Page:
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Finnegan Begin Again

Finnegan Begin Again

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Finnegan Begin Again  Mike Finnegan is nearing retirement and taking care of his senile wife. He can’t get her to allow him to throw anything out and their house has become unmanageable. He meets Liz DeHaan, who is dating a man with whom she is hopelessly mismatched. They become confidants and each allows the other to share their life and experiences with them. This is one of the best films that slipped under the radar. All the actors give outstanding performances and the dark humor is unforgetable.

Gentle, witty, funny, quirky and warm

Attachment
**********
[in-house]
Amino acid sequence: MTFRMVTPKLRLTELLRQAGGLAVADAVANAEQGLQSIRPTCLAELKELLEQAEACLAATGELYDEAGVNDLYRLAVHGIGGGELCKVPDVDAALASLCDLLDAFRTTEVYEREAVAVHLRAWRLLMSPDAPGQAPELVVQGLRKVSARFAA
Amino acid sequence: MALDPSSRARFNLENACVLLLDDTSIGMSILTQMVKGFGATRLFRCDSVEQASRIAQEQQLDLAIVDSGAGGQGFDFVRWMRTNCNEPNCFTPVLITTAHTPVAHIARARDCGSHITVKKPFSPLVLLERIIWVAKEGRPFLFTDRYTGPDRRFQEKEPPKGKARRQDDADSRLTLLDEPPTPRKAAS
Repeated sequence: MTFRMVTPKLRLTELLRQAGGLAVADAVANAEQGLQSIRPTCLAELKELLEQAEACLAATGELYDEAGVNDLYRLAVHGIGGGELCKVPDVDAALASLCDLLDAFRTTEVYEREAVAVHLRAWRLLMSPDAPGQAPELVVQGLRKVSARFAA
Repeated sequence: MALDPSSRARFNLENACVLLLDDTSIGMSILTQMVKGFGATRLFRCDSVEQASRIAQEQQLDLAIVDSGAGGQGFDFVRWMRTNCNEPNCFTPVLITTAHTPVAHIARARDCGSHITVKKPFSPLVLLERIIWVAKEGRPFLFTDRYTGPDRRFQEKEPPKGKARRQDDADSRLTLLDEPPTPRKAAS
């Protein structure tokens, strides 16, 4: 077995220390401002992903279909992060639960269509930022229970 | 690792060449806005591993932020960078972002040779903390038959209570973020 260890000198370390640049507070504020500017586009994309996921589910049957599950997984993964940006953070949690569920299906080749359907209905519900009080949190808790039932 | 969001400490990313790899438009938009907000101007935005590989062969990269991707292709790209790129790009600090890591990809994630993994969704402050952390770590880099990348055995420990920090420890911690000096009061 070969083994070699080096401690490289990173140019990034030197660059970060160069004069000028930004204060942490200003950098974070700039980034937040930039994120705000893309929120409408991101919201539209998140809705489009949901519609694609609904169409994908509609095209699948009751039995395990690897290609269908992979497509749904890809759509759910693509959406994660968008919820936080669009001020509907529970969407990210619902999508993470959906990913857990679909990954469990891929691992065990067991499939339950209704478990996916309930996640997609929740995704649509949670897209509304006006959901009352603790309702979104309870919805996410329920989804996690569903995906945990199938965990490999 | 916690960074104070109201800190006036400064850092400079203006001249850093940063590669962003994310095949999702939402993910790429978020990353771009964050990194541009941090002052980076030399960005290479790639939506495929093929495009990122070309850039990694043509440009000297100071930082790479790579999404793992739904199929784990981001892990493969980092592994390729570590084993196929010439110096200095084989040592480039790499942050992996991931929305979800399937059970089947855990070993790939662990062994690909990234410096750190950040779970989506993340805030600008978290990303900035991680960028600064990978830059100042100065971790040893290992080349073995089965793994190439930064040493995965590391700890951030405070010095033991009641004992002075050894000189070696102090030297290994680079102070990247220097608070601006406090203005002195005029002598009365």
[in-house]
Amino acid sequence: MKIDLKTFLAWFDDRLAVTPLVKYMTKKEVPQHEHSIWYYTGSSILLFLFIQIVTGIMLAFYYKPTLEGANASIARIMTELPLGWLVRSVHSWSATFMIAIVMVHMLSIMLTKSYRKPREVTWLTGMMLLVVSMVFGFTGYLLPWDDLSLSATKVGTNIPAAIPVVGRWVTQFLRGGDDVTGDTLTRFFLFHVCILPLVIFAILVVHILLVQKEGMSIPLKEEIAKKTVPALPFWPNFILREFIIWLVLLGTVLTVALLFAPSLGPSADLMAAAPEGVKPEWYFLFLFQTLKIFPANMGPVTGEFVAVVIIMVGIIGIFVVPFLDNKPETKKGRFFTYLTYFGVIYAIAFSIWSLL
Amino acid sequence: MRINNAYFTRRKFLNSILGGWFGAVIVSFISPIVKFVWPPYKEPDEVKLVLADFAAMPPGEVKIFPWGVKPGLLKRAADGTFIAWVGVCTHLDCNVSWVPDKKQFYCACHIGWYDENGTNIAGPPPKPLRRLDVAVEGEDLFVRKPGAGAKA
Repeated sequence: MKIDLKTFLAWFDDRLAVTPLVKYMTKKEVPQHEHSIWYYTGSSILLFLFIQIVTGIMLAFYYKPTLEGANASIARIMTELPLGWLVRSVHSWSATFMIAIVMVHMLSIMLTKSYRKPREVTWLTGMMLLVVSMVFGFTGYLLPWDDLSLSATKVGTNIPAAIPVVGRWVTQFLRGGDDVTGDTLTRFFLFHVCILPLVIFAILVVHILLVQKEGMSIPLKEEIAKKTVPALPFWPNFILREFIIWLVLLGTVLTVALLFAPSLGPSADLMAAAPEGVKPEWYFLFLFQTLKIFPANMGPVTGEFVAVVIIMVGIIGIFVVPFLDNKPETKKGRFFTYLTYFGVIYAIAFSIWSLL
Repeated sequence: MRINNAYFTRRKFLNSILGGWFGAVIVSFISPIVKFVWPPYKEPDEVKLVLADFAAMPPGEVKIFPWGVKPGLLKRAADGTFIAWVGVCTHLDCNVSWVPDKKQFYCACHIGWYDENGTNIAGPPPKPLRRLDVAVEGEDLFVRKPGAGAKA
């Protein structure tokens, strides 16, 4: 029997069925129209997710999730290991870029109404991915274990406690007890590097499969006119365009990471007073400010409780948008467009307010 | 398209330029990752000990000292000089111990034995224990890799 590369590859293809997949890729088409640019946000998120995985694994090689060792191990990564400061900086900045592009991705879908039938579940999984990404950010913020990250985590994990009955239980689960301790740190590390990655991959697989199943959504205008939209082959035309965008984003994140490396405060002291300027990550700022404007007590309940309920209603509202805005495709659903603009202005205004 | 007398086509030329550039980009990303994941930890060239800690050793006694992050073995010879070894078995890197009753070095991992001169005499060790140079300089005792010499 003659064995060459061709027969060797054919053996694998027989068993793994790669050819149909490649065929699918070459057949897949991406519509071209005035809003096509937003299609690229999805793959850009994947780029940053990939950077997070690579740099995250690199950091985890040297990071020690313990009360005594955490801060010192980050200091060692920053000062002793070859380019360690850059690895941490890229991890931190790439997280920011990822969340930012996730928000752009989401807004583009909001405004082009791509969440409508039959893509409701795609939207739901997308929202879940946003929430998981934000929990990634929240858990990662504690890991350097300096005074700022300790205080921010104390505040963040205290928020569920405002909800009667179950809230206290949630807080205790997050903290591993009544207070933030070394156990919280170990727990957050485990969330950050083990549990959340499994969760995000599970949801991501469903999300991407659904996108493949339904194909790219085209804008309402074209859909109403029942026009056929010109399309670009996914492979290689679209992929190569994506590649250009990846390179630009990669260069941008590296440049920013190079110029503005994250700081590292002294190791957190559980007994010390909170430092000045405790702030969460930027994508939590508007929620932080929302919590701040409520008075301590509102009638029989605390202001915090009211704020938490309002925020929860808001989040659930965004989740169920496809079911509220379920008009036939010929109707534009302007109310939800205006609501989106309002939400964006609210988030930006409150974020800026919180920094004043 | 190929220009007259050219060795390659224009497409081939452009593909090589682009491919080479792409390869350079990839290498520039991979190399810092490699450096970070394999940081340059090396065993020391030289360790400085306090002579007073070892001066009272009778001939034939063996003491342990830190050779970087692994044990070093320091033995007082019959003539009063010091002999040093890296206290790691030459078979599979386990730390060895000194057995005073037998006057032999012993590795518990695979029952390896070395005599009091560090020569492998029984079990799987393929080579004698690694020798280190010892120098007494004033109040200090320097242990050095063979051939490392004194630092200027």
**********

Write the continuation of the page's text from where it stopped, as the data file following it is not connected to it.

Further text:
“Finnegan Begin Again”, originally an HBO film, features the great Robert Preston (in his second-to-last film performance) and Mary Tyler Moore in a lovely, gently quirky tale of a May-December romance. Mike Finnegan (Preston), a newspaper columnist who ghosts as an advice-for-the-lovelorn matron, is married to Margaret, a woman who is not only a few years older than he but also suffering from what is apparently (but unnamed) dementia; he accepts the fact that, beyond whatever deep love he may have for his wife, that she is, in fact, lost in the mists of her dreams and recollections, a state reflected in their once-grand home in a once-grand, but now unsafe, area: it is as cluttered with remnants of the past as Margaret’s mind, perhaps even more so. By chance – and here the writers have cleverly avoided the “meet cute” – on the bus, Mike meets Liz Dehan, a widowed art teacher, who is on her way to meet the very married Paul, a funeral director, at their usual, seedy motel room. Mike fancies himself an arm-chair Sherlock Holmes, watching people for the sheer interest in them but seeing clues as to what their lives are like, and he openly practices this on Liz, much to her dismay. Despite this tense beginning between them, a warm friendship develops and they find that there may, in fact, be more than friendship at play. Much like other Mary Tyler Moore films, this is played as strictly “dramedy” and it strikes just the right chord while doing it. The chemistry between the cast as a whole, and Moore and Preston in particular, is palpable, warm, and real. The direction, by Joan Micklin Silver, is reliably sure-handed, and serves the film well. It’s a funny, warm, lovely movie, one that should appeal not only to an older audience but those younger audiences with mature tastes, this is certainly a film worth discovering!

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